Whilst it is probably sensible to minimise light exposure prior to bedtime to reduce levels of alertness, which has a lower threshold than photoentrainment, the impact of light from digital devices on circadian entrainment appears small at best. But this does not mean we should use devices before bedtime. Studies have shown that late night use of computer games, social media, or smart-phone increase brain alertness which can in turn greatly delay and disrupt sleep. As a result, such devices should not be used 30 minutes prior to bedtime, and if you wake in the night, do not be tempted to abandon sleep and use these devices. Sleep is likely to return if you remain sufficiently relaxed.
The Ecology of Human Light Exposure
There is clearly a complex relationship between light duration, intensity, and wavelength for photoentrainment. Furthermore, light exposure at dusk will delay the circadian system (go to bed and get up later), whilst early evening light exposure will advance the circadian system (go to bed and get up earlier). There is also evidence that an individual’s “light history” or prior light exposure to light (long-term working inside vs outside) will modify circadian entrainment. And finally, an individual’s age, the rate of change of light intensity experienced at twilight (rapid vs slow light transitions) and the seasons will all act to modulate photoentrainment. These key factors, along with ill-defined photoreceptors interactions between pRGCs, rods and cones, illustrate the fact that attempts to develop evidence-based human centric lighting to enhance the effects of artificial light on the circadian system (or reduce it) in our built spaces is not straightforward. Trying to gather the missing information for such modelling based upon laboratory studies would take both time and require very significant resources. Perhaps the way forward is to measure how humans respond to dynamic light exposure in the “real world” were light intensity, duration, spectral quality and the time of exposure vary greatly as we move back and forth between buildings and the outside. Such an approach is now feasible because devices are available that measure non-invasively, continuously and over an extended period of time (weeks) light exposure (irradiance, duration, wavelength, time of exposure) and individual circadian timing (sleep/wake, and other measures of circadian timing), alertness and mood. Such measurements, in relatively large numbers of individuals, across a diverse demographic, would provide a means to identify how key features of natural light exposure interact to achieve entrainment (or not), along with enhanced mood and alertness. I am strongly of the view that such natural light experiments will provide key information regarding our understanding of those features of the light environment that are important for photoentrainment and wellbeing – and by extension – what is required for the development of truly innovative artificial human centric lighting in our buildings of the future. But I stress, this current lack of specific knowledge should not be an excuse to ignore the importance of light in our built spaces.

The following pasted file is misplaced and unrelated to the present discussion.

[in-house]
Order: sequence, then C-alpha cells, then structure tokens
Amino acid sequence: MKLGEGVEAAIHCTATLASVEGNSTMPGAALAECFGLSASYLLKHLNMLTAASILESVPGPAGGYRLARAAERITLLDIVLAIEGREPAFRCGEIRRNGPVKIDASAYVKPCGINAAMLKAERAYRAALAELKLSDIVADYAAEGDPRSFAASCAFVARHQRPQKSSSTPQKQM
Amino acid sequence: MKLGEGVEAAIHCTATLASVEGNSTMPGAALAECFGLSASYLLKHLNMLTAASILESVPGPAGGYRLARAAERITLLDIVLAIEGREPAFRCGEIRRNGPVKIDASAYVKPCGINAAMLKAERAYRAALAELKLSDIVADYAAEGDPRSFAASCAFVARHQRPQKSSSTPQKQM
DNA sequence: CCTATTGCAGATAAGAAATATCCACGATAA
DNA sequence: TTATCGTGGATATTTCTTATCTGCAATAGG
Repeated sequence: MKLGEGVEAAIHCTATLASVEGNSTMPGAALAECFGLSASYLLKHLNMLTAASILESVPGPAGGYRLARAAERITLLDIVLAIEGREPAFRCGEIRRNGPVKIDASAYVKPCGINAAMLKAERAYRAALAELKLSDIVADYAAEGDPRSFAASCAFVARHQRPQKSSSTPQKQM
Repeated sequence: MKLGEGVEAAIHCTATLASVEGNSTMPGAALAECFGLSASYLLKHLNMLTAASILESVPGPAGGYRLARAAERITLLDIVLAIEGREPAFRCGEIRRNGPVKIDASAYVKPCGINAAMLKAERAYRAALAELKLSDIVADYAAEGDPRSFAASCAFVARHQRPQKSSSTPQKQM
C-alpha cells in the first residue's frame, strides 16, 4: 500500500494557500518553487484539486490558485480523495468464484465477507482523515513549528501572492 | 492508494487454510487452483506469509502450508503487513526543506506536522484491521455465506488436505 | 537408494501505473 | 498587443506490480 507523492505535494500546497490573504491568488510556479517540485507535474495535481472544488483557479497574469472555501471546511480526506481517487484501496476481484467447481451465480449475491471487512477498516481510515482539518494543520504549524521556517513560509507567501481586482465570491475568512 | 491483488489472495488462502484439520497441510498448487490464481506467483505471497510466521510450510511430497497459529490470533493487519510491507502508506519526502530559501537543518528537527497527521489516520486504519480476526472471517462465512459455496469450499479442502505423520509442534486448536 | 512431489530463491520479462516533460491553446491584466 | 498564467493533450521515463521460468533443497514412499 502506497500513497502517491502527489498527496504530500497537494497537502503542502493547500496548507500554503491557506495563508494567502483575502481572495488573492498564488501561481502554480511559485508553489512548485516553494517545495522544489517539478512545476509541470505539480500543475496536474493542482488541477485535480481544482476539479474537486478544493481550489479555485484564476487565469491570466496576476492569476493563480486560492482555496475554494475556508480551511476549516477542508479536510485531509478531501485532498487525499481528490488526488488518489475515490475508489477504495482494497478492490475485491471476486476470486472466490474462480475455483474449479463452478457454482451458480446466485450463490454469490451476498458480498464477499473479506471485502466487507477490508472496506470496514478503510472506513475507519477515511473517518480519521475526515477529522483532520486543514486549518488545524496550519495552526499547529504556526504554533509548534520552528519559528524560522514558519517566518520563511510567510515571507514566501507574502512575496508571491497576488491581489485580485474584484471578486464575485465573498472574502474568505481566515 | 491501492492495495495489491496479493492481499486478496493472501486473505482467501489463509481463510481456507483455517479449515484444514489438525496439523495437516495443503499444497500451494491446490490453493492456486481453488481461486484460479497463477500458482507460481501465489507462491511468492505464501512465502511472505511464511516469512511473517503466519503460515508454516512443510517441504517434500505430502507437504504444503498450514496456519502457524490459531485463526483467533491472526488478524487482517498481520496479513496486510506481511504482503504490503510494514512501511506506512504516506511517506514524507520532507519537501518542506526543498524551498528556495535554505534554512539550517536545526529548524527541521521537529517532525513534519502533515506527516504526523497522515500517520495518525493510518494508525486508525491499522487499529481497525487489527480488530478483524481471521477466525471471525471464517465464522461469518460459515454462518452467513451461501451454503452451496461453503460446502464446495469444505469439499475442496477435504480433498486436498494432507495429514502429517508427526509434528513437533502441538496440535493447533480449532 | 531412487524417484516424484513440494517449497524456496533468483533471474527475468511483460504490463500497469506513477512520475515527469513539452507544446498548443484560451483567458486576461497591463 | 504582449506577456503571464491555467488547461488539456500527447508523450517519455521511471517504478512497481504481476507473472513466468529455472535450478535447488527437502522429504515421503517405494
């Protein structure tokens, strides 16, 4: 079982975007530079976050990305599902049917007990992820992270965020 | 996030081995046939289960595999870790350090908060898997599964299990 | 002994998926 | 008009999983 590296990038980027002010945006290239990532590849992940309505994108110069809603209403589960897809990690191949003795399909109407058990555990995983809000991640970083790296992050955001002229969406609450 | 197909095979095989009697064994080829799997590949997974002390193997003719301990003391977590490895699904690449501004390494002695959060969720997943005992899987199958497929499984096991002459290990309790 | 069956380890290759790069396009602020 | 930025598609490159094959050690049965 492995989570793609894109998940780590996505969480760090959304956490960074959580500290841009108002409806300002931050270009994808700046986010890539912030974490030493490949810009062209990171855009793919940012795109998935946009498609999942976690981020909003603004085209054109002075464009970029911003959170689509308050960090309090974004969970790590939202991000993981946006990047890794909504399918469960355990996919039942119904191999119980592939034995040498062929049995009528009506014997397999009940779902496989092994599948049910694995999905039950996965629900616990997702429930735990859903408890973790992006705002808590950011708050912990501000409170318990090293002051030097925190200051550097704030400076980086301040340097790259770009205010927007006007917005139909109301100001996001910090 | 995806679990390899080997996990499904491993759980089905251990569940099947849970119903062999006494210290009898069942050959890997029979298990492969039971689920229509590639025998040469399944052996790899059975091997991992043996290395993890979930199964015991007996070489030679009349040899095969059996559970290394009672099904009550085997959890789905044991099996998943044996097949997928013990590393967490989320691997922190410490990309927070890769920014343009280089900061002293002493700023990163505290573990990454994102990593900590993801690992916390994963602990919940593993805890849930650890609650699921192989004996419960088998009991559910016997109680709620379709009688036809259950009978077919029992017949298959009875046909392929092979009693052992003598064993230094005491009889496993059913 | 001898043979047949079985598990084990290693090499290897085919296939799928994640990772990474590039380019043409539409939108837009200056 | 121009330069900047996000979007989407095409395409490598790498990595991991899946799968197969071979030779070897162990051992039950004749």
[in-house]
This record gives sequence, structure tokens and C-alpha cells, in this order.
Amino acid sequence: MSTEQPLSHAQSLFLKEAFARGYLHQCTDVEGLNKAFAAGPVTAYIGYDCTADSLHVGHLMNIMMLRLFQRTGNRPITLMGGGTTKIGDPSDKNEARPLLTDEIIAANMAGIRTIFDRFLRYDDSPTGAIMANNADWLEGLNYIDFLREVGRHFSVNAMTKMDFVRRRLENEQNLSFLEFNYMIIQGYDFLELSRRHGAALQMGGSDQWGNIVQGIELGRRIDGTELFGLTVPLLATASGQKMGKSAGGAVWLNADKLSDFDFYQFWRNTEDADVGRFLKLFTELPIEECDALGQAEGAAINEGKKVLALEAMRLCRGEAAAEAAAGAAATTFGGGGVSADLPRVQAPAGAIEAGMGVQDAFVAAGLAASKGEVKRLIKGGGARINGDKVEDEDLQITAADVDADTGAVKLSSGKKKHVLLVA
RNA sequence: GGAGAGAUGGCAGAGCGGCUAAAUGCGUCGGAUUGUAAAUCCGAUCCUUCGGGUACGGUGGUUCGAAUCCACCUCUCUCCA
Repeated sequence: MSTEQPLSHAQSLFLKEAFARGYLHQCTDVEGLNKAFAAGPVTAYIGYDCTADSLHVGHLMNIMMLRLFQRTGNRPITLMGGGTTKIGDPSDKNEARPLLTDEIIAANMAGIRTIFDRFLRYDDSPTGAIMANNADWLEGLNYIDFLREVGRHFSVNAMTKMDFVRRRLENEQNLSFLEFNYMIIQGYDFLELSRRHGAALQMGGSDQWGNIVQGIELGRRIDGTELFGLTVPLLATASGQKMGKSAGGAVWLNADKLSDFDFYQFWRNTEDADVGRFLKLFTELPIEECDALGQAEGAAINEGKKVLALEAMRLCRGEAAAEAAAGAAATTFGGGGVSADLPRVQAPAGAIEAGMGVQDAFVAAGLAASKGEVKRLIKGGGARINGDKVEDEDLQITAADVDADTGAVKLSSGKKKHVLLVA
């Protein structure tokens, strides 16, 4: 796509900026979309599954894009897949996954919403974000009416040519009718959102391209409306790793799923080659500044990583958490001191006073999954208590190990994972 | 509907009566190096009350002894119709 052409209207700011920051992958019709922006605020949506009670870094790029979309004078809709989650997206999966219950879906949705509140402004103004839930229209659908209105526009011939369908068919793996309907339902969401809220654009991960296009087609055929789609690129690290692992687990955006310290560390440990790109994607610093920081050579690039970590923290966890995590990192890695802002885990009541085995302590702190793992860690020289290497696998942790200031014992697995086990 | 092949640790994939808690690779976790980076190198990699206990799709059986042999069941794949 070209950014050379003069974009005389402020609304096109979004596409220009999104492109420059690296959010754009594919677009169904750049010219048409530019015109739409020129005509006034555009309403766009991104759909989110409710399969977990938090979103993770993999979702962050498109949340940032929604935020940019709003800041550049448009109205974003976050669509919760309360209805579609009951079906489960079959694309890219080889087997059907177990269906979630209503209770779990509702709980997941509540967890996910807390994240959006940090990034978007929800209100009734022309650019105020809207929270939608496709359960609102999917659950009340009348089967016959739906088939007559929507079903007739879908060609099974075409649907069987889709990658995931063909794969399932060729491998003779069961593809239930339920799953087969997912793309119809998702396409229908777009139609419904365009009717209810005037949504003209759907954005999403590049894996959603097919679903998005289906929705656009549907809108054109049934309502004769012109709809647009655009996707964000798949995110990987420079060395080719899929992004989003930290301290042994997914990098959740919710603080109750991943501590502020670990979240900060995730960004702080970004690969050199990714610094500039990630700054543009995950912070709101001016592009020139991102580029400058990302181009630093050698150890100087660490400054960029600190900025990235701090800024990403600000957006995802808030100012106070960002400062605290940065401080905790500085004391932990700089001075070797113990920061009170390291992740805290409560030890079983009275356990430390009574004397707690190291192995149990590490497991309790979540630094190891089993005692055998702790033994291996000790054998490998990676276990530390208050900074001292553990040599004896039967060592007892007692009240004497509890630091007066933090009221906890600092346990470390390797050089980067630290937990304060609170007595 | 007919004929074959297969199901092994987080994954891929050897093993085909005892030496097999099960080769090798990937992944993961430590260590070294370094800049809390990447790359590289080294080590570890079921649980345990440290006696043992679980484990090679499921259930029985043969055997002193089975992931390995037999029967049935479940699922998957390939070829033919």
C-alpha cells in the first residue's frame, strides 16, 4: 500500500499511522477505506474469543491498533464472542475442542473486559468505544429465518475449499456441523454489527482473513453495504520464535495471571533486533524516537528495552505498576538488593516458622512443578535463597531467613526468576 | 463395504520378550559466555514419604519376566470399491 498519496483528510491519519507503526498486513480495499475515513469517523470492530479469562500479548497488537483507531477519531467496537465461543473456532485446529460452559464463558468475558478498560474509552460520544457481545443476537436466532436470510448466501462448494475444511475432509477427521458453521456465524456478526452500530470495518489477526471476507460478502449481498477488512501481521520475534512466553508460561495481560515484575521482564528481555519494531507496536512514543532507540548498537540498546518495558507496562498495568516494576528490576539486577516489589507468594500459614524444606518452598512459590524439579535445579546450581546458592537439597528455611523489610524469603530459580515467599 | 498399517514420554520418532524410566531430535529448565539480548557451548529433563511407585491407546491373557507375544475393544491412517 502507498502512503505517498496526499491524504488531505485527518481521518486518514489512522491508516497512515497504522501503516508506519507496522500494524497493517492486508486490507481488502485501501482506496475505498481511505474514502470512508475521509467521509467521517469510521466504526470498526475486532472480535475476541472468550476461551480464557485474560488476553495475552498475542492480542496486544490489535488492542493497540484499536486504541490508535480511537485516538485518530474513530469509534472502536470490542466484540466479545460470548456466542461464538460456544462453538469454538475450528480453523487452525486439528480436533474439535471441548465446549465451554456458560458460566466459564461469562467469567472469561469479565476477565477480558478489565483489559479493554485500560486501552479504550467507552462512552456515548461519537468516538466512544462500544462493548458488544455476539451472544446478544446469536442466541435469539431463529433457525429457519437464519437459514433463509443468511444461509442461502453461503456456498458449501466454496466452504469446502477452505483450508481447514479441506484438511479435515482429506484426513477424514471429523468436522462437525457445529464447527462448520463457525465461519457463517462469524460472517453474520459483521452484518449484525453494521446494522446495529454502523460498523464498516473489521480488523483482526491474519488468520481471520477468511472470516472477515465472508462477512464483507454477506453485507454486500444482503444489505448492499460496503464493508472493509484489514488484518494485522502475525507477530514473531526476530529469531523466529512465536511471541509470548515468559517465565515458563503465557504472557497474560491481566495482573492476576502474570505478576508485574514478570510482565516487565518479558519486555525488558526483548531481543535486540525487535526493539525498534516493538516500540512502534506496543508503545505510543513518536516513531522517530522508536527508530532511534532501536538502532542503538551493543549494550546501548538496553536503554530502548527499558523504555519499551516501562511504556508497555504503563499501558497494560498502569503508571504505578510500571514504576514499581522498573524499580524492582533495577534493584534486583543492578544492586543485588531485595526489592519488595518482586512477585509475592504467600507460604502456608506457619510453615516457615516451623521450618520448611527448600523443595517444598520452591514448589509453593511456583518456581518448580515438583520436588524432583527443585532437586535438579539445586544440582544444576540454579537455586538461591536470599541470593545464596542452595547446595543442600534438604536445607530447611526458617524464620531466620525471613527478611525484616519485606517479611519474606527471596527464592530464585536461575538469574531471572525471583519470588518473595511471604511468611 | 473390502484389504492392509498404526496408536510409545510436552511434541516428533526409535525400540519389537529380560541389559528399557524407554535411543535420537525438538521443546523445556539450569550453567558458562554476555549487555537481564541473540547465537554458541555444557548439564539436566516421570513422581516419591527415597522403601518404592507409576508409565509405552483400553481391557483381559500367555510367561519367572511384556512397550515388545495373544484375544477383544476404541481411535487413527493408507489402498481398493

Implications for Architecture
Although we do not currently have a complete understanding of how the human circadian system is regulated by light, we do know that light exposure, of the sort encountered within the natural environment, provides the optimum set of signals for photoentrainment, alertness and mood. As a result, it is of overwhelming importance that architects find ways to maximize the penetration of natural light into our built spaces. A buildings aesthetics and utility are, of course, critical. But as a first principle, these considerations should never eclipse the use of natural light to illuminate our civic, domestic and commercial spaces. The idea that a building can be designed, and then as a secondary consideration, be illuminated artificially by employing ever-more complex lighting systems is, in my view, both lazy and a dereliction of responsibility. There will be circumstances where artificial light is the only option, and we should certainly strive to define how to optimize such lighting systems as a “last resort”. But my hope is that a hallmark of 21st century architecture will be to truly embrace the possibilities of natural light, and that every project will start by prioritising how natural light can be used to achieve high quality and healthy spaces to enhance human performance.
Foster, R. G., S. Hughes and S. N. Peirson (2020). “Circadian Photoentrainment in Mice and Humans.” Biology (Basel) 9(7).
Russell Foster. Life Time: The new science of the body clock and how it can revolutionise your sleep and health. Penguin Books UK; Yale University Press USA, (2022)